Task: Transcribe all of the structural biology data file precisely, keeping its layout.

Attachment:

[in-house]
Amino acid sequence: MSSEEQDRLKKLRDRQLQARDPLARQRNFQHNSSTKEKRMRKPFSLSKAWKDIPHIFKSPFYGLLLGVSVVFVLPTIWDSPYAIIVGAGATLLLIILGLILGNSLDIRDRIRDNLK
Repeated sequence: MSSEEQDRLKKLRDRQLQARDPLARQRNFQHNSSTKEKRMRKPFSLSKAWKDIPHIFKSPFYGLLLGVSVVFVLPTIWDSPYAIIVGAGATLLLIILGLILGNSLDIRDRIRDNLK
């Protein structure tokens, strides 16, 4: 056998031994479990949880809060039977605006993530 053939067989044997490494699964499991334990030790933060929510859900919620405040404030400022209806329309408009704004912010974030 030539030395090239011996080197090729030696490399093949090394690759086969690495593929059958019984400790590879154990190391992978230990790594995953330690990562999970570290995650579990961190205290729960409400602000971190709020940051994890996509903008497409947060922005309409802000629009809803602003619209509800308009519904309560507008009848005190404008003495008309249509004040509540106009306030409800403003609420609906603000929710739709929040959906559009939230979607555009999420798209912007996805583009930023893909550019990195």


[in-house]
Amino acid sequence: MSSEEQDRLKKLRDRQLQARDPLARQRNFQHNSSTKEKRMRKPFSLSKAWKDIPHIFKSPFYGLLLGVSVVFVLPTIWDSPYAIIVGAGATLLLIILGLILGNSLDIRDRIRDNLK
Repeated sequence: MSSEEQDRLKKLRDRQLQARDPLARQRNFQHNSSTKEKRMRKPFSLSKAWKDIPHIFKSPFYGLLLGVSVVFVLPTIWDSPYAIIVGAGATLLLIILGLILGNSLDIRDRIRDNLK
């Protein structure tokens, strides 16, 4: 056998031994479990949880809060039977605006993530 053939067989044997490494699964499991334990030790933060929510859900919620405040404030400022209806329309408009704004912010974030 030539030395090239011996080197090729030696490399093949090394690759086969690495593929059958019984400790590879154990190391992978230990790594995953330690990562999970570290995650579990961190205290729960409400602000971190709020940051994890996509903008497409947060922005309409802000629009809803602003619209509800308009519904309560507008009848005190404008003495008309249509004040509540106009306030409800403003609420609906603000929710739709929040959906559009939230979607555009999420798209912007996805583009930023893909550019990195």